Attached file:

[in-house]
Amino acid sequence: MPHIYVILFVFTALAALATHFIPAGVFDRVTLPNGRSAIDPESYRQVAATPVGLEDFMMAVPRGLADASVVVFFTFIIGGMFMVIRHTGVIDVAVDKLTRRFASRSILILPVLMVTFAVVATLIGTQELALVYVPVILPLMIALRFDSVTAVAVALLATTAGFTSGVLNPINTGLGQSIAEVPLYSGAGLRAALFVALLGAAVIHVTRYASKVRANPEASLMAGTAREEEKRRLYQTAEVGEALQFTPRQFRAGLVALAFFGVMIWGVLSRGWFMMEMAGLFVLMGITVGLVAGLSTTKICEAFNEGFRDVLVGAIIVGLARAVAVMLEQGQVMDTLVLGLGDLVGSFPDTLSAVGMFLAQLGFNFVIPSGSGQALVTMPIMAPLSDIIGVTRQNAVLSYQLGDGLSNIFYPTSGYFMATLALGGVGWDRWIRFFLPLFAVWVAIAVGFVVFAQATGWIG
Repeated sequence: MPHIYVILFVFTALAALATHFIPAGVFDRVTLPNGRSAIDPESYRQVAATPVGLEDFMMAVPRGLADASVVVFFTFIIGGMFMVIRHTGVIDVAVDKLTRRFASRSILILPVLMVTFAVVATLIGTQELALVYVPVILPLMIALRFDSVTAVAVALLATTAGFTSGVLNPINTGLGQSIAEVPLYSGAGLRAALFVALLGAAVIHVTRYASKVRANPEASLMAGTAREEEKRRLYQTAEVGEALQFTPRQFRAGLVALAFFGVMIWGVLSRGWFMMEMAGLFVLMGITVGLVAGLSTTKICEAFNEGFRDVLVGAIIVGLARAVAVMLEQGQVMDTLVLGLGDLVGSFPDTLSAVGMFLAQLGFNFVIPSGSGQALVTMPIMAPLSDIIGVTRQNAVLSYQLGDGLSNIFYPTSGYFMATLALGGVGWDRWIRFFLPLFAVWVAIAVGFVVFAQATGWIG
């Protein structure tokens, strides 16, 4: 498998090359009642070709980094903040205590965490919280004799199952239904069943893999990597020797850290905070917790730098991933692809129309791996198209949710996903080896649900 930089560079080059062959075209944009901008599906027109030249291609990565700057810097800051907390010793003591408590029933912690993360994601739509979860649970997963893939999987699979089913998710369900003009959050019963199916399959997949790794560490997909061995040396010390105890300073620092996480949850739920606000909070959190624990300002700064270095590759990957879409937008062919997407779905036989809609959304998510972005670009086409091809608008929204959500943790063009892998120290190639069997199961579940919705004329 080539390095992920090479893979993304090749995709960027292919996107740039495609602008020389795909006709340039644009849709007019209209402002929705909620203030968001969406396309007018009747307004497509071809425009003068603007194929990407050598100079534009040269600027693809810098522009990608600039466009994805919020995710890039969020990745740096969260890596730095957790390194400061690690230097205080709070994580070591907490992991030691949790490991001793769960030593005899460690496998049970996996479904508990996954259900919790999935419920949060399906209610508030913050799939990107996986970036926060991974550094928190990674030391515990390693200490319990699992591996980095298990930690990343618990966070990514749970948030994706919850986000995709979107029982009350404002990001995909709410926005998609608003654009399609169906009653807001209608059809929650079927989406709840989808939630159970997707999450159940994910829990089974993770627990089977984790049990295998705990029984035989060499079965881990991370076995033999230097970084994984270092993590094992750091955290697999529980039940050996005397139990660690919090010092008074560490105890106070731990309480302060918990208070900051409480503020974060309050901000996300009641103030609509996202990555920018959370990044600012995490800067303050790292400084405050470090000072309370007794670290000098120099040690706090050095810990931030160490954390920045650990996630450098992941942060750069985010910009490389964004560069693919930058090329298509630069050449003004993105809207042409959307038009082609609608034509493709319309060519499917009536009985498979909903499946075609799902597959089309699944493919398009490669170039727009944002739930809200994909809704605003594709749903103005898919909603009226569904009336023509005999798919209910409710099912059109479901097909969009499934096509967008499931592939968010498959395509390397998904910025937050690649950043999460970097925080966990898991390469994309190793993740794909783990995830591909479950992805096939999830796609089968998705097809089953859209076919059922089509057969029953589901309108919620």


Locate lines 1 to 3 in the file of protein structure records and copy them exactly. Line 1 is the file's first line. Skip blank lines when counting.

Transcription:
[in-house]
Amino acid sequence: MPHIYVILFVFTALAALATHFIPAGVFDRVTLPNGRSAIDPESYRQVAATPVGLEDFMMAVPRGLADASVVVFFTFIIGGMFMVIRHTGVIDVAVDKLTRRFASRSILILPVLMVTFAVVATLIGTQELALVYVPVILPLMIALRFDSVTAVAVALLATTAGFTSGVLNPINTGLGQSIAEVPLYSGAGLRAALFVALLGAAVIHVTRYASKVRANPEASLMAGTAREEEKRRLYQTAEVGEALQFTPRQFRAGLVALAFFGVMIWGVLSRGWFMMEMAGLFVLMGITVGLVAGLSTTKICEAFNEGFRDVLVGAIIVGLARAVAVMLEQGQVMDTLVLGLGDLVGSFPDTLSAVGMFLAQLGFNFVIPSGSGQALVTMPIMAPLSDIIGVTRQNAVLSYQLGDGLSNIFYPTSGYFMATLALGGVGWDRWIRFFLPLFAVWVAIAVGFVVFAQATGWIG
Repeated sequence: MPHIYVILFVFTALAALATHFIPAGVFDRVTLPNGRSAIDPESYRQVAATPVGLEDFMMAVPRGLADASVVVFFTFIIGGMFMVIRHTGVIDVAVDKLTRRFASRSILILPVLMVTFAVVATLIGTQELALVYVPVILPLMIALRFDSVTAVAVALLATTAGFTSGVLNPINTGLGQSIAEVPLYSGAGLRAALFVALLGAAVIHVTRYASKVRANPEASLMAGTAREEEKRRLYQTAEVGEALQFTPRQFRAGLVALAFFGVMIWGVLSRGWFMMEMAGLFVLMGITVGLVAGLSTTKICEAFNEGFRDVLVGAIIVGLARAVAVMLEQGQVMDTLVLGLGDLVGSFPDTLSAVGMFLAQLGFNFVIPSGSGQALVTMPIMAPLSDIIGVTRQNAVLSYQLGDGLSNIFYPTSGYFMATLALGGVGWDRWIRFFLPLFAVWVAIAVGFVVFAQATGWIG